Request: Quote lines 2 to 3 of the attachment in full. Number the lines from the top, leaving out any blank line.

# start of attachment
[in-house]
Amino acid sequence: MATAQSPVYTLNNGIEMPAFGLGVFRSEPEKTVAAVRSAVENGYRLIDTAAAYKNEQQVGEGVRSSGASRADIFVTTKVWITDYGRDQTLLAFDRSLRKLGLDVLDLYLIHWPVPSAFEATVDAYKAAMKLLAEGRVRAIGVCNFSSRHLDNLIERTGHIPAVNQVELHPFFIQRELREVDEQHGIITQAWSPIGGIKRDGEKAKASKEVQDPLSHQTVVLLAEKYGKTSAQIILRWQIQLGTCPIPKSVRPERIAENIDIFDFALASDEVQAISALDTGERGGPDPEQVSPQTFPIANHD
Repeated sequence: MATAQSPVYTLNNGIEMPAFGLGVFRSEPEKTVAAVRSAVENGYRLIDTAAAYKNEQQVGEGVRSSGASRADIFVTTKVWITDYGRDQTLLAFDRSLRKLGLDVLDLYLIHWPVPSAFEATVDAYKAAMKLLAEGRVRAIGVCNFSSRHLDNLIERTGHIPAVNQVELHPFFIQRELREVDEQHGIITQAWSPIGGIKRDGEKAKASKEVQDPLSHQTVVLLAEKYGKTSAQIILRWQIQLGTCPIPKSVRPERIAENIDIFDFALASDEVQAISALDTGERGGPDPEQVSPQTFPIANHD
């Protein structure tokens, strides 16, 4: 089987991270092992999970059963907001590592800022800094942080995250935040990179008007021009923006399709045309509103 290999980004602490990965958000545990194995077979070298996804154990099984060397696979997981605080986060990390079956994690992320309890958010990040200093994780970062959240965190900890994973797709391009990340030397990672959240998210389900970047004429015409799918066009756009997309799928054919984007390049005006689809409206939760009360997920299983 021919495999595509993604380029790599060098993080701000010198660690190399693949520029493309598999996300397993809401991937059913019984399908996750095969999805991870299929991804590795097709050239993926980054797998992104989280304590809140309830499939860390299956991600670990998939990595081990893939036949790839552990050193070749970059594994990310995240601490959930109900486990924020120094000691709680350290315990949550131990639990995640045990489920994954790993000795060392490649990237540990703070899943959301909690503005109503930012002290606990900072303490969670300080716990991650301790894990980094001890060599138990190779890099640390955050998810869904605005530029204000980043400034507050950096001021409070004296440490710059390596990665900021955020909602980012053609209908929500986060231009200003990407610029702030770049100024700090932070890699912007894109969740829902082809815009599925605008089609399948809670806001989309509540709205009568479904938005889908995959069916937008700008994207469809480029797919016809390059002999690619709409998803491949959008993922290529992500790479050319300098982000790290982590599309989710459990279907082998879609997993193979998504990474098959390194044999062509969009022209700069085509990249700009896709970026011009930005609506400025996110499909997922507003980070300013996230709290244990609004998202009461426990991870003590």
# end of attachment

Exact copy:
Amino acid sequence: MATAQSPVYTLNNGIEMPAFGLGVFRSEPEKTVAAVRSAVENGYRLIDTAAAYKNEQQVGEGVRSSGASRADIFVTTKVWITDYGRDQTLLAFDRSLRKLGLDVLDLYLIHWPVPSAFEATVDAYKAAMKLLAEGRVRAIGVCNFSSRHLDNLIERTGHIPAVNQVELHPFFIQRELREVDEQHGIITQAWSPIGGIKRDGEKAKASKEVQDPLSHQTVVLLAEKYGKTSAQIILRWQIQLGTCPIPKSVRPERIAENIDIFDFALASDEVQAISALDTGERGGPDPEQVSPQTFPIANHD
Repeated sequence: MATAQSPVYTLNNGIEMPAFGLGVFRSEPEKTVAAVRSAVENGYRLIDTAAAYKNEQQVGEGVRSSGASRADIFVTTKVWITDYGRDQTLLAFDRSLRKLGLDVLDLYLIHWPVPSAFEATVDAYKAAMKLLAEGRVRAIGVCNFSSRHLDNLIERTGHIPAVNQVELHPFFIQRELREVDEQHGIITQAWSPIGGIKRDGEKAKASKEVQDPLSHQTVVLLAEKYGKTSAQIILRWQIQLGTCPIPKSVRPERIAENIDIFDFALASDEVQAISALDTGERGGPDPEQVSPQTFPIANHD